Thursday, July 21, 2011

An Open "Letter" to Colin Cowherd on American Exceptionalism

There Colin Cowherd goes again. Once again the popular host of The Herd heard on ESPN Radio is claiming that the number of high achieving Americans starring in American sports prove that Yanks are more individualistic and more achievement oriented than our friends to the North, the cooperative safety net nation of Canada.

OK I admit it. This nerd likes sports. Like many of my fellow Yanks I grew up on a steady diet of your standard American sports baseball, the misnamed football (handball or catch ball would be a more accurate description for this sport), and basketball. In my youth I closely followed baseball and worshiped Sandy Koufax. In my teens I came to love football and, like many other adopted Dallasites and Texans, worshiped and suffered at the temple of the Dallas Cowboys and the University of Texas Longhorns. Me as microcosm. Recently I have developed a love of real football, the football played largely with the feet, and rugby, both on the world cup level. Me as anomaly in American context.

Because I like sports I sometimes listen to sports radio, well specifically the limited choices for sports radio we have here in the United States, Fox and ESPN. One of the things I really like about sports radio is that it is one of the few places in the United States where you can hear actual intellectual debates nationally, intellectual debates that look at sports through the economic, political, cultural, demographic, and statistical prisms that dominate intellectual and academic life, on a regular basis. Sports radio is to the 2000s what PBS's Firing Line and Dick Cavett were to the 1960s, 1970s, and 1980s. My Fox and ESPN listening habits are limited, however. I tend to listen during NCAA March Madness week one and during the football World Cup, one of the few times, along with yet another Tiger Woods scandal (sports celebrity culture), when Fox and ESPN actually stray from talking solely about US football, baseball, and basketball.

So recently I was listening to sports radio to see if anyone was talking about the wonderful women's football world cup final between the US and Japan and they actually were but only for a day. As I was changing channels I came across the ever provocative host of ESPN radio's The Herd, Colin Cowherd, going on about what appears to be one of his treasured obsessions, American exceptionalism, this notion that American is unique and singular among the nations of the world. Fox and ESPN sports hosts have learned, as did A Current Affair, TMZ, and the Hearst press before it, that being provocative can attract, expand, and keep an audience, both critically important in a ratings centred and ratings obsessed US media culture. Anyway, according to Mr. Cowherd the US is more individualistic than either Canada or Europe and this is why there is so much more wealth in the US relative to those other places and it is why the US has the best health care system in the world and why the world's elite doctors want to and usually do practise here. Mr. Cowherd, in a kind of shades of Sarah Palin, seems to regard himself a specialist on Canada and Canadian culture and talks about the differences between the US and the Great White North on his radio show periodically because he once lived in the Pacific Northwest, not too far, in other words, from Canada's British Columbia.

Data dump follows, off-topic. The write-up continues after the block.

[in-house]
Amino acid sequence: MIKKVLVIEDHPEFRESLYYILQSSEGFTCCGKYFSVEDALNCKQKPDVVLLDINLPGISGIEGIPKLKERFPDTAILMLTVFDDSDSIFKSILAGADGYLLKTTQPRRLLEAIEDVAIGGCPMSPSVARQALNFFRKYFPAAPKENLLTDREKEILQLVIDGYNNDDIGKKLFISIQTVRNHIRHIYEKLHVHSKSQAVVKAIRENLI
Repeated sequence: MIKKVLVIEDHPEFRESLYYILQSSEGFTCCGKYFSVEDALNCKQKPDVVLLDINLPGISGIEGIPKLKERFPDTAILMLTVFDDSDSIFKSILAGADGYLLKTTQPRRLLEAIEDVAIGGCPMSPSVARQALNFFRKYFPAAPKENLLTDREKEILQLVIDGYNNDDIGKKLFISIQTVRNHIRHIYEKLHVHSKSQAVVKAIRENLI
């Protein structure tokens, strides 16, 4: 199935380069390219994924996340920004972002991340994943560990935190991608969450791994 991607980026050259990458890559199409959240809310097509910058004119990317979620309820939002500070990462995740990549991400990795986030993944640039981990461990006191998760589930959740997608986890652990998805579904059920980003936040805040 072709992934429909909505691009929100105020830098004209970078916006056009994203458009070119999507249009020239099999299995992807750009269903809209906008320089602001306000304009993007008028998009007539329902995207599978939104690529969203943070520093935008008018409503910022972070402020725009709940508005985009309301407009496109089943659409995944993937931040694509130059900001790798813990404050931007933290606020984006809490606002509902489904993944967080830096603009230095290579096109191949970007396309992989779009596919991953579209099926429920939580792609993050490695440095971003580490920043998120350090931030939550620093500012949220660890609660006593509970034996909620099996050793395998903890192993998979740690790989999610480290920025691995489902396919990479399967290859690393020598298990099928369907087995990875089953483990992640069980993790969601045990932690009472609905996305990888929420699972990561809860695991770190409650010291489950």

While there may be some truth in Mr. Cowherd's argument there are also a number of problems with his perspective. First problem, history. The intellectual revolution that began with the Renaissance, passed through the Scientific Revolution, and gave birth to the Enlightenment (there were actually many enlightenments) with its individualism, its emphasis on liberty from tyranny, its emphasis on property, its focus on happiness, its secularity, and its fascination with the workings of free market capitalism, impacted all of Northwestern Europe, the UK, and the colonies of the UK, those settler societies of US, Canada, Australia, and New Zealand. Little if any US exceptionalism here.